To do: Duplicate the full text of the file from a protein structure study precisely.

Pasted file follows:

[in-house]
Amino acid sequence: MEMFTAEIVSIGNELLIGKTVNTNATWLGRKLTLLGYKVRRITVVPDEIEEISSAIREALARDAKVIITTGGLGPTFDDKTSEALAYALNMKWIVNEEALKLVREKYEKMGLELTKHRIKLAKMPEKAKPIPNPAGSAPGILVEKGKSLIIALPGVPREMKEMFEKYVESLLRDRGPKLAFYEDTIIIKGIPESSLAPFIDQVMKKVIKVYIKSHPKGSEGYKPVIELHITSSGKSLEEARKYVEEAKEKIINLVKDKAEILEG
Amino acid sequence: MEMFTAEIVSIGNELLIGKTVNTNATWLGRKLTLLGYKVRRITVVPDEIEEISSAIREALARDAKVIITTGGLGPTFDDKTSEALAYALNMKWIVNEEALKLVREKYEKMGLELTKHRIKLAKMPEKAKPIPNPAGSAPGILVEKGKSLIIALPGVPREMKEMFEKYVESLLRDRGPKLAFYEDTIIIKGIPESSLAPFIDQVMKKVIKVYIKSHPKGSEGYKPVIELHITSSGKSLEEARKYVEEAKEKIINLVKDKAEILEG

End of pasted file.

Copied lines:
[in-house]
Amino acid sequence: MEMFTAEIVSIGNELLIGKTVNTNATWLGRKLTLLGYKVRRITVVPDEIEEISSAIREALARDAKVIITTGGLGPTFDDKTSEALAYALNMKWIVNEEALKLVREKYEKMGLELTKHRIKLAKMPEKAKPIPNPAGSAPGILVEKGKSLIIALPGVPREMKEMFEKYVESLLRDRGPKLAFYEDTIIIKGIPESSLAPFIDQVMKKVIKVYIKSHPKGSEGYKPVIELHITSSGKSLEEARKYVEEAKEKIINLVKDKAEILEG
Amino acid sequence: MEMFTAEIVSIGNELLIGKTVNTNATWLGRKLTLLGYKVRRITVVPDEIEEISSAIREALARDAKVIITTGGLGPTFDDKTSEALAYALNMKWIVNEEALKLVREKYEKMGLELTKHRIKLAKMPEKAKPIPNPAGSAPGILVEKGKSLIIALPGVPREMKEMFEKYVESLLRDRGPKLAFYEDTIIIKGIPESSLAPFIDQVMKKVIKVYIKSHPKGSEGYKPVIELHITSSGKSLEEARKYVEEAKEKIINLVKDKAEILEG